I may be the one of Irish descent in our house but Ed’s the one who loves the Irish-American tradition of corned beef for St. Patrick’s Day.  I’m not sure how that figured into his Hungarian-Italian upbringing.

It wasn’t until we had been married for a few years that I even tasted corned beef and cabbage. I recall it as it was an exception – St. Patrick’s Day in 2000 fell on a Friday during Lent and Philadelphia’s Catholic Bishop had granted a special dispensation allowing the serving of meat. Our friends Steve and Kathleen T made a big batch in a slow cooker that day. While I liked it I wasn’t sure that it was worthy of a special dispensation (no disrespect to our friends’ cooking). The meat was good but cooked cabbage wasn’t my cup of tea.

Given this I was happy when Ed found this recipe a few years ago for corned beef hash – tasty meat minus the cabbage. Plus most things are better with an egg on top. This recipe is best prepared over two days. Cook the meat, potatoes and onions on day 1 as this allows for the flavors to develop. The following day shred the meat and brown it in a pan along with the potatoes and onion. Top if off with some poached eggs. I suppose this could be breakfast or brunch but we prefer to serve it as dinner.  Much easier to justify having a Guinness with it later in the day.

If you’re not convinced that this is a better alternative I’ll offer up the old standby from my friend, Michele M. Her recipe for Corned Beef and Cabbage was just published in Scranton, PA’s The Times TribuneMarch of Tradition: Scranton Woman Makes Popular Dish of Corned Beef and Cabbage for Parade Day. Did you know that Scranton hosts one of the largest St. Patrick’s Day parades in the country? While Michele is of Italian-German descent her husband, John, has some Irish in him. Her secret?  Beer in the recipe.  After testing many she prefers Yuengling Lite Lager (not to be confused withe Yuengling Lite) as it produces the best flavor. Don’t worry – they prefer Guinness for drinking to celebrate this important Irish day.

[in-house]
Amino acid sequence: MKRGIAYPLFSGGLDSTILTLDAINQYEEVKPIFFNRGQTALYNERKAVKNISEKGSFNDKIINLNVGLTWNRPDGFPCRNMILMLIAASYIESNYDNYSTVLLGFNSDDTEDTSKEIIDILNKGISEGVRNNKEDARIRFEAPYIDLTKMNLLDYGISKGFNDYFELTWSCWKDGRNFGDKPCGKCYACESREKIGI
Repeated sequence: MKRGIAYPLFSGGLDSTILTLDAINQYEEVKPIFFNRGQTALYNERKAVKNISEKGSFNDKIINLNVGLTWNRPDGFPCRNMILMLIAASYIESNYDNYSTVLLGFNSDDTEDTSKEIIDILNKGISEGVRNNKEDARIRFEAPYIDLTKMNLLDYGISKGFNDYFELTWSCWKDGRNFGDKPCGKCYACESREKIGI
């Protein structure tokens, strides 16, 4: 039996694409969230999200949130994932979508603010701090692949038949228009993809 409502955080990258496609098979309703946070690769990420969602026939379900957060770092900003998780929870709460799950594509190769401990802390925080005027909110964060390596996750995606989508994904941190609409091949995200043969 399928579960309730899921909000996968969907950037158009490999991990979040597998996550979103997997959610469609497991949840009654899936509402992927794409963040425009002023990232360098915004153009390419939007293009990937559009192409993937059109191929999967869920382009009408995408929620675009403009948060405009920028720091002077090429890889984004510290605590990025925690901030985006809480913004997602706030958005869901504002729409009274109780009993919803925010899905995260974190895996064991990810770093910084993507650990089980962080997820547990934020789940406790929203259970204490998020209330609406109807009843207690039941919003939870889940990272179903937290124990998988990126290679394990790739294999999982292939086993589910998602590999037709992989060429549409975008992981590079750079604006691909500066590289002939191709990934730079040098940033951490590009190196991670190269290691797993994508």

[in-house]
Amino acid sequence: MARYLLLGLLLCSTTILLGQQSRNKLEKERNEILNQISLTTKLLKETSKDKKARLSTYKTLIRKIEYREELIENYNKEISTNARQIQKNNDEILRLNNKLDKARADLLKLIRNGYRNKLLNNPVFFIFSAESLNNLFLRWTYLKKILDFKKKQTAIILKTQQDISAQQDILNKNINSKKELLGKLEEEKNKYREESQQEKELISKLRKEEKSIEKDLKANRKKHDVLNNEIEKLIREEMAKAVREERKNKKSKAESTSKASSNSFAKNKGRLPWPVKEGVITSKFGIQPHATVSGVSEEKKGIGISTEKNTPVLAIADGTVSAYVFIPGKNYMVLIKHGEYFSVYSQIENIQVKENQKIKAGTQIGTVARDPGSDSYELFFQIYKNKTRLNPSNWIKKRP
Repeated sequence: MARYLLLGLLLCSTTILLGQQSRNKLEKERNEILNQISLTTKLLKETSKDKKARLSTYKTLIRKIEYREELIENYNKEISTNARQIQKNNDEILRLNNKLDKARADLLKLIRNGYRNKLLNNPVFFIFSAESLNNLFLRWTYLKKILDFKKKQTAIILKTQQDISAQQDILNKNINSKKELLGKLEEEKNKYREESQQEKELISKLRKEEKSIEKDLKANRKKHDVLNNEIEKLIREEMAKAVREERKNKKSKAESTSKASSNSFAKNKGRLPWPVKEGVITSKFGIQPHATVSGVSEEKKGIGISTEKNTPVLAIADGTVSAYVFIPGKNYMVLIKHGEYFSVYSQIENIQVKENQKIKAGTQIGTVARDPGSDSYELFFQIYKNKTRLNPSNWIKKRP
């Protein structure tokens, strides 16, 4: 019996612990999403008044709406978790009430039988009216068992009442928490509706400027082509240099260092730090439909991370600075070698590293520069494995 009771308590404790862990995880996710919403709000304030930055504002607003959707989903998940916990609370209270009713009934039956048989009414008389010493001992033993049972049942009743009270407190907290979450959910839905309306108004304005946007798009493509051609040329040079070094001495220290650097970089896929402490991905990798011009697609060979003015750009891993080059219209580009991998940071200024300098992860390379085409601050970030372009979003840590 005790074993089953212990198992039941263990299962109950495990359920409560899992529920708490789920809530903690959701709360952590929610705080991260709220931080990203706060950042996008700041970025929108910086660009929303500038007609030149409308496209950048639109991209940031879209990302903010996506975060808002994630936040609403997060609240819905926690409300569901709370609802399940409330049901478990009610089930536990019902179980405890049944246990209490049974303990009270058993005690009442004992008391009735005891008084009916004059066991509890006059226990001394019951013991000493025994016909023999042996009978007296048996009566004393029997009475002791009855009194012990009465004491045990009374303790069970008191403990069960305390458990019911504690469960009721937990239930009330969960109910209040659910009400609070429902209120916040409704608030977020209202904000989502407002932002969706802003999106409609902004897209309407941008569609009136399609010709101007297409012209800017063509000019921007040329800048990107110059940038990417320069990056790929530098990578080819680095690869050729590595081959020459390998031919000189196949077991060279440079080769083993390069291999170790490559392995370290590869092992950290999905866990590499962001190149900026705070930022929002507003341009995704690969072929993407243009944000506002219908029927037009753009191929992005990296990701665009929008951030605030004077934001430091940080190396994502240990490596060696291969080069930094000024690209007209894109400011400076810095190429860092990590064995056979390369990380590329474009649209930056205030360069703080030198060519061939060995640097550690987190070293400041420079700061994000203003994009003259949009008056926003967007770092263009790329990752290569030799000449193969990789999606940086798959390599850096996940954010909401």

Gluten-Free/Wheat-Free Options: Corned beef should be gluten-free/wheat-free. Be sure to look at the packaging. If by chance it’s pickled in malt vinegar it will not be (only a slight chance of it). The rest of the ingredients in this recipe are safe.

Corned Beef Hash and Poached Eggs



Corned Beef Hash and Poached Eggs
Recipe type: Main Dish
Serves: 4 servings
For Corned Beef:
  • 2 pounds uncooked corned beef brisket (about 1 small), rinsed, trimmed if fatty, spice packet discarded if included
  • 4 sprigs flat-leaf parsley
  • 3 bay leaves, torn
  • 1 tablespoon black peppercorns
  • 1 tablespoon coriander seeds
  • 1 tablespoon yellow mustard seeds
  • 1 large onion, peeled, halved through root
  • 2 large russet potatoes, peeled, halved crosswise
For Hash:
  • ¼ cup chopped fresh flat-leaf parsley, plus more for serving
  • Kosher salt, freshly ground pepper
  • 2 tablespoons olive oil
  • 1 teaspoon distilled white vinegar
  • 4 large eggs
For Serving:
  • Fresh chives, chopped
  • Flat-leaf parsley, chopped
  1. For Corned Beef:
  2. Place corned beef in a large Dutch oven or other heavy pot (at least 5 quarts) and add water to cover by 1". Add parsley sprigs, bay leaves, peppercorns, coriander seeds, and mustard seeds. Bring to a boil; reduce heat, cover, and simmer, skimming surface often and adding more water to pot as needed to keep meat submerged, until corned beef is tender, 3-1/2 to 4 hours.